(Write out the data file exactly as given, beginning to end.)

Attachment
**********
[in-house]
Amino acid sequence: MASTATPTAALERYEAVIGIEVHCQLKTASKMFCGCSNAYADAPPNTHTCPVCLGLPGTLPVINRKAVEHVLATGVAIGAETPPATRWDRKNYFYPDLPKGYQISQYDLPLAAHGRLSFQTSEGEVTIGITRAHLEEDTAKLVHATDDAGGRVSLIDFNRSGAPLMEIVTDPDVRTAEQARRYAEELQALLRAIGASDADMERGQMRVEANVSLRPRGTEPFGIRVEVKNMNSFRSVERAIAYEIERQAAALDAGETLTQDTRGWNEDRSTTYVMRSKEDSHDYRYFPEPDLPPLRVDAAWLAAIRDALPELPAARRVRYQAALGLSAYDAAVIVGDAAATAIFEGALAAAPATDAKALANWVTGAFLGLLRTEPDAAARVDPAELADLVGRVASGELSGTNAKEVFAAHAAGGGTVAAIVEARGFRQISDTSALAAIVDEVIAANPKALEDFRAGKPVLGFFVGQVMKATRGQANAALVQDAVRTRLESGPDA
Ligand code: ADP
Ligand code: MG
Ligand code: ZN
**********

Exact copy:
[in-house]
Amino acid sequence: MASTATPTAALERYEAVIGIEVHCQLKTASKMFCGCSNAYADAPPNTHTCPVCLGLPGTLPVINRKAVEHVLATGVAIGAETPPATRWDRKNYFYPDLPKGYQISQYDLPLAAHGRLSFQTSEGEVTIGITRAHLEEDTAKLVHATDDAGGRVSLIDFNRSGAPLMEIVTDPDVRTAEQARRYAEELQALLRAIGASDADMERGQMRVEANVSLRPRGTEPFGIRVEVKNMNSFRSVERAIAYEIERQAAALDAGETLTQDTRGWNEDRSTTYVMRSKEDSHDYRYFPEPDLPPLRVDAAWLAAIRDALPELPAARRVRYQAALGLSAYDAAVIVGDAAATAIFEGALAAAPATDAKALANWVTGAFLGLLRTEPDAAARVDPAELADLVGRVASGELSGTNAKEVFAAHAAGGGTVAAIVEARGFRQISDTSALAAIVDEVIAANPKALEDFRAGKPVLGFFVGQVMKATRGQANAALVQDAVRTRLESGPDA
Ligand code: ADP
Ligand code: MG
Ligand code: ZN